3. I have drawn lines to mark the outside edges of each figure, then I counted the number of pleats for each figure (24 pleats) and the number of pleats between the lines (12)
  4. The suggested starting point of each figure was already marked but if it wasn't, it needs to be included in the "marked up" design.

On my insert I have smocked the top cable row of the border with 3 strands of floss. I like to do the top row because it helps me set the design.  I will do the zig zag trellis later. If each of my smocked figures were standing on a border then I would have also smocked that before I start picture smocking.

In this picture I still have my safety pins in for the areas I back smocked. I can remove them now or leave them.   On the top, I have placed a small safety pin in the center valley of each smocked figure. I counted the pleats on my graph, then counted my pleats on my insert. Then, I double checked and counted everything one more time just to be sure.

Now for something you probably haven't seen before. I like to mark my entire center valley of each smocked figure.  I use Neon Green Rayon DMC. I use rayon because the colors do not leave a residue (ever removed red DMC thread?) and neon  green because I have mature eyes. :-)

Using a tapestry needle (it has a rounded point), I take one strand of the rayon thread and knot one end.  I take a small stitch at the top of the center valley above the holding row. I then run the tapestry needle under my pleating threads.   Because the rayon floss is under my pleating threads it should not be caught up in my smocking threads.

The finial results! Can you see where the center valleys are suppose to be?

If you have any question on any of these post or something is confusing, please post a question or email me. ~jg

Friday, November 15, 2013

Picture Smocking -Part 1 Q and A

Before I post the next installment of this Smock-Along let me answer some questions first.

1.Why do you use a stem stitch instead of a cable?

I use a stem stitch for several reasons. The first one is because I do  a lot  PS, so I do a lot of back smocking. I not have to think about a stitching a stem stitch like you would with a cable stitch where you need an Up and Down cable.  

I am a sports mom, so I spend a lot of time waiting for practice to end. I can carry my inserts with me and back smock in the car where the light and the environment are not always ideal.

A stem stitch does not distort the pleats on the front. If you do a cable stitch as back smocking then every row need to be identical. If you start with an Up stitch then every row needs to be an Up stitch.

2. What Thread are you using for Back Smocking? 

I am using DMC #12.  I used white thread for this tutorial but I actually prefer to use a thread color that is slightly a different color. Off white thread for a white insert. Black thread for a navy blue insert. I find it reduces eye strain.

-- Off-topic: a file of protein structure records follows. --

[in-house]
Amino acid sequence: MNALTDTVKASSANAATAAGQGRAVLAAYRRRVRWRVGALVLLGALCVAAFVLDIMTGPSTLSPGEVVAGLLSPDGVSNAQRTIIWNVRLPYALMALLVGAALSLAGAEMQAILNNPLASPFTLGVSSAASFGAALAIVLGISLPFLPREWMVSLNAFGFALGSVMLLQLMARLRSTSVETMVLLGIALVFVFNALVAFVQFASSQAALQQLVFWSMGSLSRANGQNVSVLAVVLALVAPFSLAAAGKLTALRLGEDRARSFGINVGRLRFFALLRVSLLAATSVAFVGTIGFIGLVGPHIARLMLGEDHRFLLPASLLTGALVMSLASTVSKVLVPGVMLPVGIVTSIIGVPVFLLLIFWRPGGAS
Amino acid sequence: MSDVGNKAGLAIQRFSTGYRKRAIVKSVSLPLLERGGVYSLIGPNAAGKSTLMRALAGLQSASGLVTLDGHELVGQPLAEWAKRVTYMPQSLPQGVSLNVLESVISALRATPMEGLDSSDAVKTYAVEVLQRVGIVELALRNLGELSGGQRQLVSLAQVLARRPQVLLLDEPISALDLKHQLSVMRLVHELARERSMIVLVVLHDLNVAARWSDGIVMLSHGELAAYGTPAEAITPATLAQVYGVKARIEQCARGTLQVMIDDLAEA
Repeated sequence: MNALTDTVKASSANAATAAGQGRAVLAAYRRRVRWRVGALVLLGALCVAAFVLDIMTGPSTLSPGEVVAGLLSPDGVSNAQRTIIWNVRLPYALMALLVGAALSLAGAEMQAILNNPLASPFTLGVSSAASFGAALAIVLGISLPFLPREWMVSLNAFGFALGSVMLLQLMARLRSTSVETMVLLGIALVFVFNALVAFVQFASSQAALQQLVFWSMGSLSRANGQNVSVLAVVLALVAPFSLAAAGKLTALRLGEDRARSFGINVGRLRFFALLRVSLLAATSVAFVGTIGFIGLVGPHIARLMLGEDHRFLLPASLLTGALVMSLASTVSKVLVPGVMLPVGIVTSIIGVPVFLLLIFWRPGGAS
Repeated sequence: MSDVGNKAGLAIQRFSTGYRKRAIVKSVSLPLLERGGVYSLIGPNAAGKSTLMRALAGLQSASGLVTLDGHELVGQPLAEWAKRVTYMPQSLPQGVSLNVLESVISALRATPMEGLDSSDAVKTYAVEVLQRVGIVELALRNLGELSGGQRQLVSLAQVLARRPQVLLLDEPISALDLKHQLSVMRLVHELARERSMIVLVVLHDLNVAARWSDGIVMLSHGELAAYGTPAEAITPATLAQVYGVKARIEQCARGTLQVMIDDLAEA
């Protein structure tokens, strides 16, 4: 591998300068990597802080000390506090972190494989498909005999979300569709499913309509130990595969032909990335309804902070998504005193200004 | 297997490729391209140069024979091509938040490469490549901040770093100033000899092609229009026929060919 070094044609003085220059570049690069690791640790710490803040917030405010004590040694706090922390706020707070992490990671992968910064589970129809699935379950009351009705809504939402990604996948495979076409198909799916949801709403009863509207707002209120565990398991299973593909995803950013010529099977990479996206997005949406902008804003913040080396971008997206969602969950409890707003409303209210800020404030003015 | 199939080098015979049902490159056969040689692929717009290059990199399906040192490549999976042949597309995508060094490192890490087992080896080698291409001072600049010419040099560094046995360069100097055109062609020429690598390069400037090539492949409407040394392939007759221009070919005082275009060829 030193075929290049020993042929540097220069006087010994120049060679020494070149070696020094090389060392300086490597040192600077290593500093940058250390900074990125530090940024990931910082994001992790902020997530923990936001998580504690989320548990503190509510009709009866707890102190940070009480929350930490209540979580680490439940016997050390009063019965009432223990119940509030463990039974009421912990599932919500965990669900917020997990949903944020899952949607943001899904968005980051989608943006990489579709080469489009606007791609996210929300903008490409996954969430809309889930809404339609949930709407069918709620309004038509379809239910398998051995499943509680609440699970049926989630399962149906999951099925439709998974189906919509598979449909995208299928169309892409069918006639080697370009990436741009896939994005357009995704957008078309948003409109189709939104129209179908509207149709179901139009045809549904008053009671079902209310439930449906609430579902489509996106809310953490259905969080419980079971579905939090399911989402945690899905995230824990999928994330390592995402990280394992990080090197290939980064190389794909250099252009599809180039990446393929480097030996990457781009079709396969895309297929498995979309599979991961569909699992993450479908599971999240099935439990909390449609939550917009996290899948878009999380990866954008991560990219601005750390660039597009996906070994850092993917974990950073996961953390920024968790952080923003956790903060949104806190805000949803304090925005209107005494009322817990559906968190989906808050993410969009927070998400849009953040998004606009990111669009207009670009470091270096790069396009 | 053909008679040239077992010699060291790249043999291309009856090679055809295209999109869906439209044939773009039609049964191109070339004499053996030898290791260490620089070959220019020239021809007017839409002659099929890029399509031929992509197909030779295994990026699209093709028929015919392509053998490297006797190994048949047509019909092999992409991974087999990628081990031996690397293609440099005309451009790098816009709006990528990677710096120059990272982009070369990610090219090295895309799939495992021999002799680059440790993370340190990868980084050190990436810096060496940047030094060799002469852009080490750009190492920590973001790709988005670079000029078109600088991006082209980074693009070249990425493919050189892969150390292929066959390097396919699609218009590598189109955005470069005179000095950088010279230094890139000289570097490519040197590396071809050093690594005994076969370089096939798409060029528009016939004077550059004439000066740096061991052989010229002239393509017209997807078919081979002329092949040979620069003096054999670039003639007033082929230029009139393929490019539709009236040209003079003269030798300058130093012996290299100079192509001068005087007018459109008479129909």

I store my thread in these cute little plastic jars from The Container Store . NAYY (No affiliation, yada yada)   A tip I borrowed from Martha Stewart is to make a hole in the bottom and pull the thread out from there. I made the hole in the bottom the same way I did the holes for my  Pleater Thread Box.

3. Why are you using the fabric you choose?
 I use a broadcloth weight fabric for picture smocking so that it can support the weight/denseness of the picture smocking.  I prefer 100% cotton Kona Cotton because it come in 271 colors and it is easy to smock. 

Could you use Imperial Broadcloth? Of Course you can. You will feel your needle will have a little friction when you pull the needle through. This is from the polyester blend in the fabric.

I usually say this several times when I am teaching smocking………The Smocking Police does not exist!  What I love about SAGA (Smocking Arts Guild of America) is you discover so many different techniques that people use, and guess what it is still smocking and you can't see mistakes on a moving child! :-)

If there is any questions that you may still have feel free to ask or email me. ~jg

Tuesday, November 12, 2013

Picture Smocking Smock-Along Part 1

This tutorial is dedicated to Nonie who claims to be picture smocking challenged. I am hoping I can change that!

You have probably seen this plate before. I first shared it several years ago. Here is the original post. gingerbread cookies smocking plate

I choose this smocking plate for the tutorial because it has very limited half stitches and no color changes.

The original plate was designed on an older smocking software program. I have upgraded the smocking plate  and made it clearer to read. You can download the free smocking plate from my website.

updated smocking plate

Okay, lets get started! First, you will need something to smock on. The Gingerbread smocking plate can be smocked as an insert or as on a bishop dress.  For this tutorial I am using an insert of Kona Cotton. This is a 100% cotton broadcloth.

(Just a note…..If you click on the pictures you can see them close up.)

There are several steps here.

  • My 45" insert was  pleated 11 full row with alternating color pleating threads. 
  • The pleats were tied off so that I had about 20 pleats per inch. 
  • I also counted pleats and place a small safety pin in the center valley.
  • So that I don't back smock more then I have to, I place more safety pins to mark the area that need to be back smocked.

Next, I back smock the 5 rows needed for the design. Back smocking the holding row is optional.

Here is a link to one of my  previous back smocking tutorial. I still prefer not to tie off my black smocking threads until later.

To be continued………...